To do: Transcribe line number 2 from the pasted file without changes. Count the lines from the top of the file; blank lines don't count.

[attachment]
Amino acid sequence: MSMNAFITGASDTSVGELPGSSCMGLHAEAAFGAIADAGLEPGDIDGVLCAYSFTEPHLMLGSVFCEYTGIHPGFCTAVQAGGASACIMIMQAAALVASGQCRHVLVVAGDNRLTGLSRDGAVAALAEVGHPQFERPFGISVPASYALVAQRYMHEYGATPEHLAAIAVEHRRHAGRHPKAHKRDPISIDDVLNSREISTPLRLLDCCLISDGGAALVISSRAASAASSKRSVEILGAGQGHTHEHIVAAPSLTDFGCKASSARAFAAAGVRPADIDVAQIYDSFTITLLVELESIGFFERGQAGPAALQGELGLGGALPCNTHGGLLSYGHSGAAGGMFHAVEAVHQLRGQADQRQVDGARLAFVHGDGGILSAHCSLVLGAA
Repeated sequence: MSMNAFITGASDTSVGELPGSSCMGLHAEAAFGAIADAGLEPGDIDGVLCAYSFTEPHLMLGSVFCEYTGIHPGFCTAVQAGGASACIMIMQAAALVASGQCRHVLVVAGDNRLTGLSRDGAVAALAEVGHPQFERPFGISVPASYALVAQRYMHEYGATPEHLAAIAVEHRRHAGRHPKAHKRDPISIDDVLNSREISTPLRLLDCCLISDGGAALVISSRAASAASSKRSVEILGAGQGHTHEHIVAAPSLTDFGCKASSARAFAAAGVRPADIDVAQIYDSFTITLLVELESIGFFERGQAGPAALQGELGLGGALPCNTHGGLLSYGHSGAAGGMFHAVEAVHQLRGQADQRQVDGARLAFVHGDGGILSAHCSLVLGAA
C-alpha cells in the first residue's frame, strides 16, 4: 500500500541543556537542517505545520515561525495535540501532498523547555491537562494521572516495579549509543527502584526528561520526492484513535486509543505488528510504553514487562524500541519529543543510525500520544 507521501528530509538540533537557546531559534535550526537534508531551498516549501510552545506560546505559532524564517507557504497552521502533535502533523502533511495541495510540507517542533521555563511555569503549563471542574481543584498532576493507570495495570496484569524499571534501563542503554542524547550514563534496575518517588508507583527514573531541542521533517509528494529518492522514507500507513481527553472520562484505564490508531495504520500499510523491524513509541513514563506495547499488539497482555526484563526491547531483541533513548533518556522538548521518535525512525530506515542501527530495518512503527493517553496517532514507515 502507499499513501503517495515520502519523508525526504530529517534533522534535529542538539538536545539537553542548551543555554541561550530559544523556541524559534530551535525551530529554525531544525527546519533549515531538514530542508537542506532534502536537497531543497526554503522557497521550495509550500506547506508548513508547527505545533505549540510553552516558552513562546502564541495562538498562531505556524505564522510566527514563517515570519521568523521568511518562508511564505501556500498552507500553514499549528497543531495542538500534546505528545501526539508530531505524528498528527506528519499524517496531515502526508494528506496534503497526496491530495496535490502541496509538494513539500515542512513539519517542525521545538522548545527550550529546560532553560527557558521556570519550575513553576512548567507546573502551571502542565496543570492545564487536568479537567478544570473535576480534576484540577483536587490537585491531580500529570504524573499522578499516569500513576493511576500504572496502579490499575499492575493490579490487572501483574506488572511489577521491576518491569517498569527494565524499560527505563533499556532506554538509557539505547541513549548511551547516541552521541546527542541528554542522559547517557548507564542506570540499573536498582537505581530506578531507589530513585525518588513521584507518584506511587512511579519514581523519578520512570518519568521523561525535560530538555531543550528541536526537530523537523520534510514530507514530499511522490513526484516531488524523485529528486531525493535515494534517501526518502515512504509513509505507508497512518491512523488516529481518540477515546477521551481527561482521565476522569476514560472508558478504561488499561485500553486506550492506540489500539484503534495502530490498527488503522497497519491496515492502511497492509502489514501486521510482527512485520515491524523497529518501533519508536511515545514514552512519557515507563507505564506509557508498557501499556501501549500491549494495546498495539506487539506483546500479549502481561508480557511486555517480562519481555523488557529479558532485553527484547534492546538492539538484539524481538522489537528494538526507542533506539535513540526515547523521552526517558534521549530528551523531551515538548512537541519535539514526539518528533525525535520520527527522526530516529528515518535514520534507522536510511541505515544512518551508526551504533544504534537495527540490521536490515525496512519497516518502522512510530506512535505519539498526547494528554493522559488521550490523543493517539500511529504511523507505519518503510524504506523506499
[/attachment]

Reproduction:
Repeated sequence: MSMNAFITGASDTSVGELPGSSCMGLHAEAAFGAIADAGLEPGDIDGVLCAYSFTEPHLMLGSVFCEYTGIHPGFCTAVQAGGASACIMIMQAAALVASGQCRHVLVVAGDNRLTGLSRDGAVAALAEVGHPQFERPFGISVPASYALVAQRYMHEYGATPEHLAAIAVEHRRHAGRHPKAHKRDPISIDDVLNSREISTPLRLLDCCLISDGGAALVISSRAASAASSKRSVEILGAGQGHTHEHIVAAPSLTDFGCKASSARAFAAAGVRPADIDVAQIYDSFTITLLVELESIGFFERGQAGPAALQGELGLGGALPCNTHGGLLSYGHSGAAGGMFHAVEAVHQLRGQADQRQVDGARLAFVHGDGGILSAHCSLVLGAA